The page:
The Court will not reject the alternative technologies on the basis of this assertion alone. While it does appear that several of the devices broke down shortly after they were installed, the Court has been given no evidence that these problems have continued, and it is unwilling to reject all the alternative technologies simply because there were difficulties in their early deployment.

 Several of the interexchange carriers also complain about the post-dial delay caused by the use of these adjunct devices. However, the fact is that such delay affects AT & T and the other interexchange carriers equally. These carriers maintain, however, that even equal delays affect them more than they do AT & T because customers who switched to new carriers following conversion would believe that these carriers are responsible for the delay. In the view of the Court, this argument has a negligible factual basis, for it is as likely that customers who remain with AT & T will conclude that that company's service is declining and exercise their option to change carriers. More importantly, the requirement of equal access means only access that is "equal in type, quality, and price to that provided to AT & T . . . ." Section II-A of the decree. That is being provided by the adjunct devices. *fn14"

 B. Specific Complaints Regarding Compliance

 As concerns the specific Regional Companies about which interexchange carrier complaints have been noted, the Court concludes that most, but not all, of the Regional Companies are in compliance.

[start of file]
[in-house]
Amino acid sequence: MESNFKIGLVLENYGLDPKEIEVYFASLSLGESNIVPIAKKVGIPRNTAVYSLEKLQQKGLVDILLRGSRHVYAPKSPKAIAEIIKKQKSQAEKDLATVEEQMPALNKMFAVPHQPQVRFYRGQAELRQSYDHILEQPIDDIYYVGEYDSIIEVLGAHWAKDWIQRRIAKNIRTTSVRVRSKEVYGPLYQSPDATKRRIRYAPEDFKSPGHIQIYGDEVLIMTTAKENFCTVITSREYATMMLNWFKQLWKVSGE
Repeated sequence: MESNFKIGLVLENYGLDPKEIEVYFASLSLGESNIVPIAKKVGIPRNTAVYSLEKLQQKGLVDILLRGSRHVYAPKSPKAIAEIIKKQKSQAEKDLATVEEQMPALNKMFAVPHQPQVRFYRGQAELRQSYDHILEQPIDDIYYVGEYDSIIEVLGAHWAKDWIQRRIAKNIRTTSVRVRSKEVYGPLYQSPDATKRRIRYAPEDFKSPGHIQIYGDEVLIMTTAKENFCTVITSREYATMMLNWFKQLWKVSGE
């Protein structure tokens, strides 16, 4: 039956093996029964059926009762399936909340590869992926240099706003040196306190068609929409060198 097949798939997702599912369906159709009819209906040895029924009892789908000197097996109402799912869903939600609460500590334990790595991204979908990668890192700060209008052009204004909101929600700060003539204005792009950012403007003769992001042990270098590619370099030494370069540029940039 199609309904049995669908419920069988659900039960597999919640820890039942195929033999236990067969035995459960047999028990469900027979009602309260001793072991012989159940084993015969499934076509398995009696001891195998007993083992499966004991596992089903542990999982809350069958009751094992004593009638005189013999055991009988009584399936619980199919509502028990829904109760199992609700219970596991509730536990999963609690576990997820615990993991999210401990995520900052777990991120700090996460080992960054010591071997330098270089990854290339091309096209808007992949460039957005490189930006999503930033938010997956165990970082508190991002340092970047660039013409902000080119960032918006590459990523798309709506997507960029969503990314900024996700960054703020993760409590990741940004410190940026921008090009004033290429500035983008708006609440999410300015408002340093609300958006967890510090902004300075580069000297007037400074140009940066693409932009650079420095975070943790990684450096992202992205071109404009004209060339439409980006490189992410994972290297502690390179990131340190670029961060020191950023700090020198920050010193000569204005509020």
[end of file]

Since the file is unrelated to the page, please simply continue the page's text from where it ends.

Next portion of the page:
1. Both Southwestern Bell and PacTel accelerated their conversion schedules to provide equal access within the two-year period following MCI's requests. These companies accomplished the conversions using a combination of switch replacements *fn15" and alternative technologies. Specifically, PacTel used System Contac, an alternative technology, to convert forty-four offices; *fn16" most of Southwestern Bell's conversions were accomplished using switch replacement, but with respect to twelve offices that company used EAS 20/20, another alternative technology. The Court concludes that these companies have provided equal access with minimum divergence as required by Appendix B.

 2. MCI requested that U S West convert 267 offices. In scheduling its conversions, U S West made liberal use of alternative technologies. It scheduled the conversions of 232 of the offices before the end of March 1988; some twenty-six other offices were scheduled to be converted by the end of 1988; and the nine remaining offices were to be converted between 1989 and 1991. As to these nine remaining offices, six were scheduled to be converted in 1989, two in 1990, and one in 1991.

 U S West has not demonstrated any reason why conversion of any of these offices should take until this year, let alone 1991. Admittedly, these nine offices serve only 14,140 lines, but on the other hand, U S West has already had over three years in which to convert these offices. In order that the process may be completed, it is the Court's order that U S West shall by June 30, 1990 file a status report as to the conversion of these nine offices, and absent a cogent explanation for the delay, the conversion of all the offices scheduled for conversion shall be completed by September 30, 1990.

 3. MCI requested that NYNEX convert some 449 end offices to equal access, and NYNEX initially responded that it did not plan to complete conversion of these offices until 1992, relying upon the large number of conversions requested to justify its extended conversion schedule. This did not explain, however, why NYNEX was unable to convert even the same number of offices as the other Regional Companies prior to March of 1988. Based upon this consideration, and its evaluation of NYNEX's other justifications for delay, the Department of Justice has urged the Court to find that NYNEX is not in compliance with the equal access provisions of the decree. Final Report, January 29, 1988, at 70-71. The Court agrees with the Department's assessment.